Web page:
Sure Catherine. I'll start on the FOCALIN side. We certainly are keeping our eye on FOCALIN and generic competition may come at any time. Given our manufacturing relationship there with Novartis, it won't affect us this fiscal year from a revenue perspective since we only have two or three months left and we haven't seen it yet. So we've a long enough lead time there to cover us from a revenue perspective this year. But going forward, that's one of the benefits of the portfolio as well, and that's why we give a range of guidance because we think we can, we can hit those numbers no matter what happens with FOCALIN for the rest of this fiscal year. So Rich you probably should take the portfolio question.
Good morning Catherine. So try the most important thing we needed this year is to get some value in this company for the current pipeline that we have. So I won't use today as a platform to announce other things that are simmering in the background. Other than to let you know of course we do. We've a company now that's developed 20 commercial products and we've got five key products that are growing and we've a technical capability and a manufacturing capability and certain insights that we continue to deploy in new developing programs.
Our strength of course is working in areas of precedent biology. We're not doing lot of blue sky research here. But we see often really important opportunities to improve the efficacy, safety, pharmacoeconomics, utilization of drugs or building on known pharmacology. One thing I didn't talk about that I should is it relates to things in the pipeline are that we do have some important things going in our collaboration, namely the three month INVEGA SUSTENNA in Phase III, the BYDUREON line extensions, that are in development, nice to AstraZeneca and Bristol-Myers pickup the baton on those, and see those as an important part of future for the BYDUREON franchise, as well as the clinical work that Amylin has ongoing with AMPYRA, which is obviously interesting molecule that we have applications outside of simply walking in and out. So, it is quite likely that you are on the R&D side that we're going to keep investors focused on the ones that laid enough that they should be worried about them.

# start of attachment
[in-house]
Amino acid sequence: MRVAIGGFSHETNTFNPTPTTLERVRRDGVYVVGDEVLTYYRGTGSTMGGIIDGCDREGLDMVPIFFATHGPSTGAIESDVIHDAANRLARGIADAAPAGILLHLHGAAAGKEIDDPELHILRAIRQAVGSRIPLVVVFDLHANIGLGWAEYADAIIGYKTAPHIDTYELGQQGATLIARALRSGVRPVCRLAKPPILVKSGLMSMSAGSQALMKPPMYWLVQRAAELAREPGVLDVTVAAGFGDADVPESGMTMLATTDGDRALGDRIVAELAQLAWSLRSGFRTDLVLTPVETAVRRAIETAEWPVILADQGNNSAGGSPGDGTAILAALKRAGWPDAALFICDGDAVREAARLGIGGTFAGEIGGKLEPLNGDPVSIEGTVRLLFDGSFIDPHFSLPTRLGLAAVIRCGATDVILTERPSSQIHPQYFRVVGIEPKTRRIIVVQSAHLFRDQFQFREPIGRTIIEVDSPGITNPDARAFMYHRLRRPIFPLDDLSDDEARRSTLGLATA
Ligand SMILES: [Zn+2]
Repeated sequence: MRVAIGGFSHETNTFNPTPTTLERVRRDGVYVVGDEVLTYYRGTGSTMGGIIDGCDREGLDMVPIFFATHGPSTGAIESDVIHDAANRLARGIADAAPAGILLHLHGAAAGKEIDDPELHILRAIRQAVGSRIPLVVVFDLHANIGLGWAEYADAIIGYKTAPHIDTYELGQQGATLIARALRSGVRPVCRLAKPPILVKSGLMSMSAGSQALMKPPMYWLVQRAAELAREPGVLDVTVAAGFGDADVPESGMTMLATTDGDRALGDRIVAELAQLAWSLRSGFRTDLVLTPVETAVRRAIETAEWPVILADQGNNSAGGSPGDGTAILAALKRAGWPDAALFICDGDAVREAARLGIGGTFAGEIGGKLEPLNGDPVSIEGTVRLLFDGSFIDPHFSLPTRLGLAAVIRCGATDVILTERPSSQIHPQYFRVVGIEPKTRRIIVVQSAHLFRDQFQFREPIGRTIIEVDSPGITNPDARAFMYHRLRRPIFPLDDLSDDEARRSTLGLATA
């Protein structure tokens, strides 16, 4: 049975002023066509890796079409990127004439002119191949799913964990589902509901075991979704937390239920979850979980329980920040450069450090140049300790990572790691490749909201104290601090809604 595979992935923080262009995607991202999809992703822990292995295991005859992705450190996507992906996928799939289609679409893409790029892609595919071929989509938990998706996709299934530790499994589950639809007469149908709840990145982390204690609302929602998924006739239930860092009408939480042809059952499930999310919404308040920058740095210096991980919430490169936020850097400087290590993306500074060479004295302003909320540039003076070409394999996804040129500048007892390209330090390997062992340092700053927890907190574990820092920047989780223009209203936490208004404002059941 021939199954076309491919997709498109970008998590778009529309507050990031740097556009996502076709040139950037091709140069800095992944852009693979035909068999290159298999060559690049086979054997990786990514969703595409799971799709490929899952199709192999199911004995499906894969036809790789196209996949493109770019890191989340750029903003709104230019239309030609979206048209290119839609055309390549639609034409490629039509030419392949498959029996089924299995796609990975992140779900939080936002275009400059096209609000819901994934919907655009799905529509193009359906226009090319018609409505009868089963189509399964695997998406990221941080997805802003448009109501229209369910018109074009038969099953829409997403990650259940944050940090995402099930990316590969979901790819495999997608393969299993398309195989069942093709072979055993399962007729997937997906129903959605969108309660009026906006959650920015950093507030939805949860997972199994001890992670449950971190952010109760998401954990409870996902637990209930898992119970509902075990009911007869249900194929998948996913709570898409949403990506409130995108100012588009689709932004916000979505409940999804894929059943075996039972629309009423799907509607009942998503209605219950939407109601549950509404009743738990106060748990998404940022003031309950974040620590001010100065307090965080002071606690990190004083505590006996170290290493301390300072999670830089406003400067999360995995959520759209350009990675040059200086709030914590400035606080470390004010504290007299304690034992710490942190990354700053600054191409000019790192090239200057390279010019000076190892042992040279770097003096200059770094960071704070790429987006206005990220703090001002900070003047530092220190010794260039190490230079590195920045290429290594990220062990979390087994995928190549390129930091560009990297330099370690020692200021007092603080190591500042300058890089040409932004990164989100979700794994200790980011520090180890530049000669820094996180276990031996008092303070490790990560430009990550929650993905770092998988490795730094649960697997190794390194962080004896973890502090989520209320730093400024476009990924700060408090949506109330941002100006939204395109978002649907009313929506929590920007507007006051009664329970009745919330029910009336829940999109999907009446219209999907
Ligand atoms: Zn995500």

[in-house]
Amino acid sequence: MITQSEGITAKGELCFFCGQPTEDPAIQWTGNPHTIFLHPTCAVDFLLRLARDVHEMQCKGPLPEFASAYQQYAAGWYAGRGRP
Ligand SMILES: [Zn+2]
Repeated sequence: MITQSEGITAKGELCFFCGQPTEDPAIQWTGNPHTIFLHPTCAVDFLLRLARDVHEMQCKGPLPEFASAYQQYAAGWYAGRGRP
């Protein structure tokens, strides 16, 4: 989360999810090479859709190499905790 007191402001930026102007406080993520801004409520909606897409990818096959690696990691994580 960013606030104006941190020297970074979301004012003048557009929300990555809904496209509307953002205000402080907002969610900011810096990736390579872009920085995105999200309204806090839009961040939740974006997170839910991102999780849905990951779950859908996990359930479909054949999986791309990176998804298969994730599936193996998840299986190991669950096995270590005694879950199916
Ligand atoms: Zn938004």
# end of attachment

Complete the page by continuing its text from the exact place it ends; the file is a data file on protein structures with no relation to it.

Thank you. And the next question is from Jon Eckard from Citi. Please go ahead.
Jon Eckard - Citi
My first question has to do with the Phase III designs for 9070. Could you outline any similarities or differences in the patient enrolment criteria between your trial Lundbeck and Otsuka's Phase III trial for their depot ABILIFY product, the main reason for is just try to identify any potential risk for a higher placebo effect in your trial, which was not -- did not appear to be a problem in the Lundbckback trial?
Yeah, Jon, it is Richard. I won't go into go into the whole detail, I'd be happy to take you through it offline, but fundamentally it is a completely different study than the one in Otsuka. They ran study in maintenance stable patients can being maintained in schizophrenia. We are running an acute study versus placebo. And so, they are quite different and we are going to kind of extraordinary measures to make sure that we minimize placebo effect and enroll the right patients, which is why we are being so deliberate in the way that we chose sites and the way we monitor the sites and the way we enroll patients. So, that is why we chose that route because a single study will suffice for NDA submission in the U.S. and we really want to study to work.
Jon Eckard - Citi
And then, with regards to the SUSTENNA, I am not sure if you are able to comment on any kind of trends or updates for regional or country guidance regarding the use of long-acting agents. Have you seen a study up take in the use in ex-US regions in the European launch?